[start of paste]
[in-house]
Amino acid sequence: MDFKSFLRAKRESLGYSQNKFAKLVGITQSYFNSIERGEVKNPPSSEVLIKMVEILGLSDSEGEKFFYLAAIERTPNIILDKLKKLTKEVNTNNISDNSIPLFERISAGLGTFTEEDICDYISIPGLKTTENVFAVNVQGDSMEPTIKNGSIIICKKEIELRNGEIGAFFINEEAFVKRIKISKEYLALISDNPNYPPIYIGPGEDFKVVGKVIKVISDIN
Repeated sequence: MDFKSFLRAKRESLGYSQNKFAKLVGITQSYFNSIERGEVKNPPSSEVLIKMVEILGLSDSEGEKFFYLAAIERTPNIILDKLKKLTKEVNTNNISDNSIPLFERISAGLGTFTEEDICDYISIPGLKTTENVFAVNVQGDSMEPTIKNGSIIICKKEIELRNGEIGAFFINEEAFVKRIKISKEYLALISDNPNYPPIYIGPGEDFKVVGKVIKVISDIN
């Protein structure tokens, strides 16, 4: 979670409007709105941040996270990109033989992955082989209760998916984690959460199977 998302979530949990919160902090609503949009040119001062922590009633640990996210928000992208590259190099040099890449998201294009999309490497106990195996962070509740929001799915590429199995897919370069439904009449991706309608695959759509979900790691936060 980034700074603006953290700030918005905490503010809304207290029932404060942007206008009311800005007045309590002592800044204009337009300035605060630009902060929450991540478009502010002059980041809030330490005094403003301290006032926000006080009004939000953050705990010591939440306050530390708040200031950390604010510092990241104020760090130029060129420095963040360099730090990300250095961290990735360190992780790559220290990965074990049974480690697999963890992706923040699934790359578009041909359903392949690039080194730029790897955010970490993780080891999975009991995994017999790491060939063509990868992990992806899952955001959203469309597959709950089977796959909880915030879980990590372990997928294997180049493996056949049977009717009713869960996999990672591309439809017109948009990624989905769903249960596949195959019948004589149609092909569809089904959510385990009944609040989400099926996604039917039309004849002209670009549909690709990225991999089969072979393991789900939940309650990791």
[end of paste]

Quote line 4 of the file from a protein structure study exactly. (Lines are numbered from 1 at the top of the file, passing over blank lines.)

């Protein structure tokens, strides 16, 4: 979670409007709105941040996270990109033989992955082989209760998916984690959460199977 998302979530949990919160902090609503949009040119001062922590009633640990996210928000992208590259190099040099890449998201294009999309490497106990195996962070509740929001799915590429199995897919370069439904009449991706309608695959759509979900790691936060 980034700074603006953290700030918005905490503010809304207290029932404060942007206008009311800005007045309590002592800044204009337009300035605060630009902060929450991540478009502010002059980041809030330490005094403003301290006032926000006080009004939000953050705990010591939440306050530390708040200031950390604010510092990241104020760090130029060129420095963040360099730090990300250095961290990735360190992780790559220290990965074990049974480690697999963890992706923040699934790359578009041909359903392949690039080194730029790897955010970490993780080891999975009991995994017999790491060939063509990868992990992806899952955001959203469309597959709950089977796959909880915030879980990590372990997928294997180049493996056949049977009717009713869960996999990672591309439809017109948009990624989905769903249960596949195959019948004589149609092909569809089904959510385990009944609040989400099926996604039917039309004849002209670009549909690709990225991999089969072979393991789900939940309650990791």